I was lucky enough to visit the beautiful island of Kauai for a team meetup this past week. It was my second time in Hawaii, and it’s a place I could easily visit once a year.
Even after over four months, it’s still difficult to wrap my head around. The fact that I’ve created a tiny human being and now have to guide her through this life, make sure she has everything she ever needs, and place her in the best position to flourish – mentally, spiritually, physically, in every possible way. At times, it seems unconquerable.
I often think back on all of those articles we read, all of those classes we attended, and all of those questions we asked while Mackenzie was still brewing. All silliness. Not a single thing in this world can prepare you for becoming a parent for the first time. Nothing.
When you have a child, you lose a part of yourself. Video games now mean absolutely nothing to me. A weekend is just a two-day period when I don’t have to be equally engrossed in my career. Any romantic endeavors need to take place before we pass out at 9 or before the kid wakes up at 5 (and forget foreplay if she’s teething). The concept of ‘myself’ is no longer relevant, and while I welcome such a reality with open arms, I now see why there are so many terrible parents in the world. Having a child needs to be an act of pure selflessness.
And that form of selflessness is far different than the kind implied within a marriage. In a marriage, you compromise (in a good marriage, anyway). In parenthood, you sacrifice – pure and simple.
The obvious punchline here is that you could lose different parts of yourself fifteen times over, and one smile from your child makes you feel like a complete moron for even feeling like you ever lost anything at all. I’m cut into ribbons with every laugh and milestone. She keeps me speechless.
So, I carry on with my newest gig. Attempting (failing) to curse less. Appreciating the smallest and simplest of things. Learning to ignore sleep. Preparing to intimidate her first boyfriend. Embracing the little moments that I never want to end. Loving the whole damn thing.
My Orient Mako and Nixon 51-30 are now sporting new leather. The 51-30 was originally attached to a 25mm SS bracelet, which was too obnoxious and bulky. I replaced it with a 26mm Stone Mustang with dark blue stitching from Panatime. It took me much longer to get the bracelet off that I’m comfortable to admit.
My Orient Mako (quickly becoming my favorite watch) got a new leather strap with white and blue stitching (perfectly matching the face and bezel) from Crown & Buckle, replacing the original black rubber band.
My first Seiko 5. The canvas strap is already as good as gone.
Quiet and waiting on a new leather strap from Crown & Buckle.
Happy Holidays, y’all.
I’m a few weeks into absorbing Call of Duty Ghosts and think I’ve nailed down a final opinion on the shooter (I don’t care for rushing judgment). In case you’re not interested in reading past a few sentences, it’s absolutely playable but an incredibly far cry from what I would have expected at this point in one of my most beloved franchises.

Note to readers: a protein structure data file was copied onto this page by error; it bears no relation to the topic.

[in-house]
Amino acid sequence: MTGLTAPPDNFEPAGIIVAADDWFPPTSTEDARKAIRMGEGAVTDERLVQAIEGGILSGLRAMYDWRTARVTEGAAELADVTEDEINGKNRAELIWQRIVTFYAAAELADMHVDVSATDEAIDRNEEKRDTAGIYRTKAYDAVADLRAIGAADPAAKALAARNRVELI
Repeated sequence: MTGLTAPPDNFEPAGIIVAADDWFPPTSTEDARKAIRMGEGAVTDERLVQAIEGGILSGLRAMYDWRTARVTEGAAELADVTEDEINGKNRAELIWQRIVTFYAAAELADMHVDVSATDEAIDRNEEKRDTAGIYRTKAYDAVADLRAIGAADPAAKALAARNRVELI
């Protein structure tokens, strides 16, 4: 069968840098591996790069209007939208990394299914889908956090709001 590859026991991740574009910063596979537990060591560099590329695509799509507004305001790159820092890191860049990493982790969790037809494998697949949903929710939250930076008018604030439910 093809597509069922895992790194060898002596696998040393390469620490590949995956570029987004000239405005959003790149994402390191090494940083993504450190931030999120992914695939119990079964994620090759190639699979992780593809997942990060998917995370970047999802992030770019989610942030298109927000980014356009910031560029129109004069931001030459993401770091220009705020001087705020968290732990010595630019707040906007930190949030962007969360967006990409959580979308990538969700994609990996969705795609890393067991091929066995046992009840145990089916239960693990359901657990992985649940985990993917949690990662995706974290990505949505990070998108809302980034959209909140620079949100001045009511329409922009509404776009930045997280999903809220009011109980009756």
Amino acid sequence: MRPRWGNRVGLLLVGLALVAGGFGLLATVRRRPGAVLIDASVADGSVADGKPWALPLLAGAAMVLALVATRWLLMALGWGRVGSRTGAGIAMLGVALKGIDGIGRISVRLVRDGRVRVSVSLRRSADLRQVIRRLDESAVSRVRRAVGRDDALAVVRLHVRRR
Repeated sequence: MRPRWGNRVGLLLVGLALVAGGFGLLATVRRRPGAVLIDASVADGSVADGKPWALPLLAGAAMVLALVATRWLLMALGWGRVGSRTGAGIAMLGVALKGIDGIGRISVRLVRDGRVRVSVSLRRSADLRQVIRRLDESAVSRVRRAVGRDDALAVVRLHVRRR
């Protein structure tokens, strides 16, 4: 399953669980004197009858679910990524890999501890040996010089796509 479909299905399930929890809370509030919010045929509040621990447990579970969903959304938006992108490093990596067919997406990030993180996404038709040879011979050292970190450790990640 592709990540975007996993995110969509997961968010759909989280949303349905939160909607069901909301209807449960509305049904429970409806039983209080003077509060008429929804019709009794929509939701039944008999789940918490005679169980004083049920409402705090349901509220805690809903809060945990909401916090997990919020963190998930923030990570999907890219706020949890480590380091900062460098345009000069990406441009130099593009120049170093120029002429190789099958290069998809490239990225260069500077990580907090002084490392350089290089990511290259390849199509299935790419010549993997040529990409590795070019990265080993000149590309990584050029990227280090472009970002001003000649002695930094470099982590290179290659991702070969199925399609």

I challenge to a duel anybody who doesn’t agree that Modern Warfare 2 was the absolute peak of the franchise. It took a classic formula and added really interesting elements that ended up making regular appearances in FPS titles everywhere. The maps were fantastic and, above all things, strategic. The weapons roster was unmatched, and the progression system was lovely in its simplicity. With it, I formally (at least in mind) declared the CoD franchise in sole possession of Infinity Ward.
When the death grip of Activision dismantled IW, I feared we would eventually end up with a franchise guided by the moronic minds of Treyarch. The studio that brought us the laughable Call of Duty 3 (remember the driving missions?!?), the comical Black Ops, and the absolutely mind-numbing Black Ops 2, is now in sole control of CoD’s fate. And it’s sad. Ghosts, while officially under the IW namesake, is just an extension of Treyarch’s post-BO efforts.
And that’s the problem. The path set forth by the Modern Warfare arc has been completely discarded and replaced with the (in my opinion) broken Treyarch formula. Maps completely devoid of any strategic perspective. Instead of “hey team, let’s find a chokehold to fortify and jazz this team up”, it’s “let’s just run around with a SMG until I turn a corner and can shoot someone in the back. What’s more, the upgrade/loadout/progression system is unnecessarily (and laughably) complex that makes zero sense unless you spend more time studying its logic than actually playing the game.
Beyond the Treyarch-inspired problems, the weapons list is uninspired (with little variation between options) and the spawning logic is probably the worst I’ve seen in 10 years. The maps are overly large, and I suppose that IW intended to keep players engrossed in the action instead of running around trying to find someone to shoot. But spawning – literally – surrounded by 2 or 3 enemies currently firing their weapons in your direction is, well, bad.
But again, it is a playable game. In fact, I have lots of good times with my friends blasting away online. It’s just not what I wanted for the franchise. If you asked me, back when playing MW2, if this is was what I would expect out of an IW-made CoD four years later, I would have laughed. And cried. So, while I’ll continue playing Ghosts until spring, I’m not sure if CoD can find its way out of this mess (at least for me). And all of those great developers who brought me the joy of MW2? They’s currently working on a little game known as Titanfall. And that – I guarantee – will be the spiritual successor to Modern Warfare. Maybe even better.
A wedding in Stevensville, MD (just across the Bay Bridge from Annapolis) at the Chesapeake Bay Beach Club.
Baby’s first Halloween.